INDIANAPOLIS — — Most of his offensive-line brethren would absolutely hate this.
After all, linemen live in a world where they're talked to only when a yellow flag flies in their direction or their quarterback is on the ground. Beyond that, they're rarely singled out. They usually don't hold court with the media. They certainly don't charm or joke.
But there was Peter Konz on Friday at the NFL scouting combine, his 6-foot-5, 314-pound frame wedged behind a folding table that was surrounded by men and women holding notebooks, cameras, microphones and tape recorders. And Konz, the former Wisconsin Badger, never stopped smiling as he discussed religion, his coming marriage, his preferred form of trash talk and the confluence of events that led to his becoming a center.
"My major is radio-television-film. I love it. I don't know, I love attention," said Konz, frequently mentioned as a Ravens target with the 29th pick in April's draft. "As a kid, my mom would put on [former Green Bay Packers quarterback] Brett Favre interviews, and I loved how he didn't talk about, 'Well, we played a great game. We gave 100percent. We respect the other team.' I wanted to break that cycle. I wanted to be that guy to say, 'You know what? I've got a personal story. I've got more tied into this game than somebody else might have.'"
Konz's personal story includes growing up in a small town in Wisconsin and being raised by a single parent. His mother taught students with behavioral and emotional disabilities at a local high school, and Konz was a frequent guest in her classroom, helping encourage and motivate kids.
He's developed a love of movies and music, an acute curiosity about other cultures and religions, and a strong interest in communicating with anybody who will listen. He's also considered the best center in the draft class, and his combination of size, strength and smarts is expected to make him the latest Wisconsin offensive lineman to be taken in the first round.
"I think he's the best center in the draft," said Wisconsin guard Kevin Zeitler, who is also hoping to hear his name called in the first or second round in April. "I don't think there's anyone who can really compete with him."
Saturday's news that Matt Birk, the Ravens' starting center for the past three seasons, has informed organization officials that he wants to return for another season rather than retire probably doesn't change a whole lot in regard to the team's perceived interest in Konz.
Ravens general manager Ozzie Newsome said earlier this month that the team will add another center whether Birk returns or not. Konz also could play guard -- which would allow him to serve as a one-year stopgap if Ben Grubbs leaves -- and then become the long-term successor to Birk, a player he has been compared to because of their similar stature.
"I'd be happy to play in Baltimore. I'd be happy to play anywhere," said Konz, who called comparisons to Birk an honor. "Plug me in and I'm happy."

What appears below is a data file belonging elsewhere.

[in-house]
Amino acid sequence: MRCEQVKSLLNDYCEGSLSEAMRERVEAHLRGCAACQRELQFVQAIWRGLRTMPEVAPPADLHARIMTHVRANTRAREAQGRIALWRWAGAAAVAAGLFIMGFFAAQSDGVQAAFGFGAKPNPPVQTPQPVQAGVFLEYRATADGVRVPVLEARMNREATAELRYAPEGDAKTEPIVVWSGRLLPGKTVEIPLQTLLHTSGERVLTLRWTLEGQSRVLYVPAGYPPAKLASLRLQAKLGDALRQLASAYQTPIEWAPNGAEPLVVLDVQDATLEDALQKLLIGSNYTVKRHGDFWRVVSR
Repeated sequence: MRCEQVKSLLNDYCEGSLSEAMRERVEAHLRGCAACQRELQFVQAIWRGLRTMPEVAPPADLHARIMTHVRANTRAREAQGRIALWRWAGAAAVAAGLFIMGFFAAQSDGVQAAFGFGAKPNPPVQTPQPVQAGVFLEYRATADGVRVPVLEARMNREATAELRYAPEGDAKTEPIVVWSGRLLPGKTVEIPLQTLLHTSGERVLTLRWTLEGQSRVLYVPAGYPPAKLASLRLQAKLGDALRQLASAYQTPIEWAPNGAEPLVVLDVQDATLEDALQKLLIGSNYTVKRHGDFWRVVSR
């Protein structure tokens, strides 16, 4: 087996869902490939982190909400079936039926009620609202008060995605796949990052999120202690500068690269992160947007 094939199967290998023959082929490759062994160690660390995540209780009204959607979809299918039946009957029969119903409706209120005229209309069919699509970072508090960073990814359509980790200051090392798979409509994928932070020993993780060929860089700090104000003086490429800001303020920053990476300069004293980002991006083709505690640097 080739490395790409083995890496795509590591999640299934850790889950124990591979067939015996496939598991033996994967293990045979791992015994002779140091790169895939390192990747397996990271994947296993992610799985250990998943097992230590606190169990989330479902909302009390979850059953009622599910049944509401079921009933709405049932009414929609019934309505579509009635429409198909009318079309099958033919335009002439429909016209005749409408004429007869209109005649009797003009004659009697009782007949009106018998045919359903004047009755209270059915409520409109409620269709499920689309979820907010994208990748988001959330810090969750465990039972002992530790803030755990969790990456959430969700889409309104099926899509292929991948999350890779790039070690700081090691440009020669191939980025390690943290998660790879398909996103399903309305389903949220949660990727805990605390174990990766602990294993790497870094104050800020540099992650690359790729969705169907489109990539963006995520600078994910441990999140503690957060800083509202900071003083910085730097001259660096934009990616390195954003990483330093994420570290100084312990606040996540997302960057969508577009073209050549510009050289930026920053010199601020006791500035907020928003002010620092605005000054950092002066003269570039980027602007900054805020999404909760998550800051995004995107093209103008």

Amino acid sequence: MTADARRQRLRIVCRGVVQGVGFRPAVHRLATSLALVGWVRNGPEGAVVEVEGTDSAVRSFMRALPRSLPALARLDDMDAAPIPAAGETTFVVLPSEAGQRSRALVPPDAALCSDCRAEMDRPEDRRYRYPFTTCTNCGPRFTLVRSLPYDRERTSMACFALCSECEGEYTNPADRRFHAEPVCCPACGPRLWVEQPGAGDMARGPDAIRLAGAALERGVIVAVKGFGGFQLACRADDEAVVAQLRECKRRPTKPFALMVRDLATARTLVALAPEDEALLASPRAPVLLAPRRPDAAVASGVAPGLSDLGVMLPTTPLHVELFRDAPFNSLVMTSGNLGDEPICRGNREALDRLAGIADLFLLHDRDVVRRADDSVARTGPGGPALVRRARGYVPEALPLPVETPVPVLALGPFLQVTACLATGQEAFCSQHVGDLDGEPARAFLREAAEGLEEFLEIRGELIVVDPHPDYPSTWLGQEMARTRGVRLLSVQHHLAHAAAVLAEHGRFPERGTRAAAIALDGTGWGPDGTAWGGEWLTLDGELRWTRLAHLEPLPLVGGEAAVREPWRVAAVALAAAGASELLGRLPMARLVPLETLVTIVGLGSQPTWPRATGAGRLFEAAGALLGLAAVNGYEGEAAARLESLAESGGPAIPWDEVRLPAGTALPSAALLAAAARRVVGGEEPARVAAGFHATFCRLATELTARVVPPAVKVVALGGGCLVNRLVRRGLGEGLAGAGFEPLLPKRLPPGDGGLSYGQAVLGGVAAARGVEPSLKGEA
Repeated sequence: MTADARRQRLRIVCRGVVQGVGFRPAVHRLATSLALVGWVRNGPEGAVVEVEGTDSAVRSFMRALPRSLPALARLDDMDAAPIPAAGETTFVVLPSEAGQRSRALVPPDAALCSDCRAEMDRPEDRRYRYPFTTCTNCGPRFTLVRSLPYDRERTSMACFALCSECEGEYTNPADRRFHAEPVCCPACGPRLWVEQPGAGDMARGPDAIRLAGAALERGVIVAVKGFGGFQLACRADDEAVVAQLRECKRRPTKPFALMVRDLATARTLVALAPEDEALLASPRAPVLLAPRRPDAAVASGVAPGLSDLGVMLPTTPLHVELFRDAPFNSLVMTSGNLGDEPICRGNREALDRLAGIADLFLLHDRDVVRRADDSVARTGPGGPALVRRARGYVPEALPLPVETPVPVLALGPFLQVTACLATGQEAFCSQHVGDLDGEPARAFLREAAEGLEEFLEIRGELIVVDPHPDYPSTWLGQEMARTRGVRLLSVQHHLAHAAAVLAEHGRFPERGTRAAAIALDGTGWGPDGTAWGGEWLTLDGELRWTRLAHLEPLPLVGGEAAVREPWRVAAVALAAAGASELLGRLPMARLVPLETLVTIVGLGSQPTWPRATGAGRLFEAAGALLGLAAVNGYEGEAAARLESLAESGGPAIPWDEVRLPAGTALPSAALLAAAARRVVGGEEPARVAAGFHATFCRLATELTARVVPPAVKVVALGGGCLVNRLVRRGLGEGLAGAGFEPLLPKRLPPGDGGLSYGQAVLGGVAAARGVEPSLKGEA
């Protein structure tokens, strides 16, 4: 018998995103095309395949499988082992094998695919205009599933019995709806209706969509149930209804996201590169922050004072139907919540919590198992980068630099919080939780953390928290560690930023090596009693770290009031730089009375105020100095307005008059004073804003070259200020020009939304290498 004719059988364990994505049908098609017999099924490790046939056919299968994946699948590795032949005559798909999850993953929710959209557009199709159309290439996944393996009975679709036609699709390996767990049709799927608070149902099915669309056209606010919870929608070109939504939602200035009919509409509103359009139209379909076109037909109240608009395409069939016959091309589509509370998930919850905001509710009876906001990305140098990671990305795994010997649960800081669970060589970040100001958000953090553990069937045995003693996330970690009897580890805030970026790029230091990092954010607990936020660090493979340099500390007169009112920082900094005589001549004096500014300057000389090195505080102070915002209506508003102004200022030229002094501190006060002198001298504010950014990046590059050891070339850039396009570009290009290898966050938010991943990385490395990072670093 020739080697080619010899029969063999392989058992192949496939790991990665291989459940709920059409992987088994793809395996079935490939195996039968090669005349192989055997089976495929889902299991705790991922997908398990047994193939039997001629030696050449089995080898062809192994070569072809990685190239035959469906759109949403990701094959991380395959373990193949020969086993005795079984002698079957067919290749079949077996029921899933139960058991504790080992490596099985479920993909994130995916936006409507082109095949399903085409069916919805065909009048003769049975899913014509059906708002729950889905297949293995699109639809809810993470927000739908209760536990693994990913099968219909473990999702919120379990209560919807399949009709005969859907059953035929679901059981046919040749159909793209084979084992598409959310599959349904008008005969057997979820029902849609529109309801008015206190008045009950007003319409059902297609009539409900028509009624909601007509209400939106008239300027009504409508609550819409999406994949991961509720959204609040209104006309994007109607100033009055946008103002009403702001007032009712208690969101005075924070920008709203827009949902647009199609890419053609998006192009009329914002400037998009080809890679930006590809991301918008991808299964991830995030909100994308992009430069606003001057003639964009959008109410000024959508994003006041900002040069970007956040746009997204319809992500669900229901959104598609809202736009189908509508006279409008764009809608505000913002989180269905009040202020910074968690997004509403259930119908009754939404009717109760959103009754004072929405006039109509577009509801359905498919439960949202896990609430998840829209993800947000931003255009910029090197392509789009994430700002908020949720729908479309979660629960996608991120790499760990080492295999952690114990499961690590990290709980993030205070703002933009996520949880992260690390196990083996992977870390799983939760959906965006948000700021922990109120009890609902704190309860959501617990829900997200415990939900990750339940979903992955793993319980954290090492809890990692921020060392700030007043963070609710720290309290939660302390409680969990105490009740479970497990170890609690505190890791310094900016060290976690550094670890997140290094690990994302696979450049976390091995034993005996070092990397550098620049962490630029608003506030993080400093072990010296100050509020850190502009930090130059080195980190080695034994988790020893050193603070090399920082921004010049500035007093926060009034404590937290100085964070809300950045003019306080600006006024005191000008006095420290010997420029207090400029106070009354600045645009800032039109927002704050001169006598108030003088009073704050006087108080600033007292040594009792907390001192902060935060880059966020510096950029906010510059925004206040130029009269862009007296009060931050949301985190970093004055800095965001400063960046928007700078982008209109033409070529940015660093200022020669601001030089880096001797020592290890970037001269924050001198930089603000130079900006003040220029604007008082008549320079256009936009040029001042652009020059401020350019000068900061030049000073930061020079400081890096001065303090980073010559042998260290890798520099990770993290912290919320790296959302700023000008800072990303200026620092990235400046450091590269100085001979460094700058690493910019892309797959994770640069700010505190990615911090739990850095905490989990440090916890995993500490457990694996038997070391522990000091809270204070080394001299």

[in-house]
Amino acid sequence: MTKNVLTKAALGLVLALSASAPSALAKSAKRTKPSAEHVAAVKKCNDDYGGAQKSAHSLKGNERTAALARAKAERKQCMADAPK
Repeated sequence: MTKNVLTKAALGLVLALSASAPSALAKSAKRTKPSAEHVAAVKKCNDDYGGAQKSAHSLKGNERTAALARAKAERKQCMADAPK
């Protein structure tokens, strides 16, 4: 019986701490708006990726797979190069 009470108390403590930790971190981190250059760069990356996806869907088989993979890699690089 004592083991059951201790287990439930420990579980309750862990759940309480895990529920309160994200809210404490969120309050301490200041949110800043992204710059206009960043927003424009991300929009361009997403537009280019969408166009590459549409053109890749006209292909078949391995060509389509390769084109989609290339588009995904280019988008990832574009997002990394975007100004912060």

That was his mantra in 2009 when several events thrust Konz up the Badgers' offensive line depth chart. John Moffitt, now with the Seattle Seahawks, had torn a pectoral muscle that summer. Bill Nagy, now a Dallas Cowboy, had been involved in a moped accident. Travis Frederick, a top backup at the time already forced into starting duties, rolled his ankle.
Offensive line coach Bob Bostad said, "'Hey, next center in.' He grabbed me from the tackle spot and threw me in at center, and I never looked back," said Konz, who played in two Rose Bowls. "It's awesome. I love having the ability to make the calls, to make the adjustments, to be that center guy and to be able to communicate with everybody and get things going on the right track."
Konz's communication skills and his outgoing and gregarious personality allowed him to emerge as a leader on a Wisconsin team that featured Heisman Trophy finalist Montee Ball and decorated quarterback Russell Wilson.
He said the time spent with his mother's students taught him that you have to communicate well and learn how specific people will react to certain things. To reach somebody, Konz will turn to laughter, common interests and motivational words.
Konz boarded a plane for the combine last week carrying the Book of Mormon. He said he was raised Episcopalian and baptized in a church not far from Lucas Oil Stadium, where he participated in workouts Saturday. However, he said he likes reading the quotes and passages, and several of his friends are Mormons. He's able to discuss what he reads with them.
"I try to develop my personal life a lot outside of football, try to add more things to my life," Konz said. "There's something to be said about the stories. I try to add things to my life just to make me walk a straight path."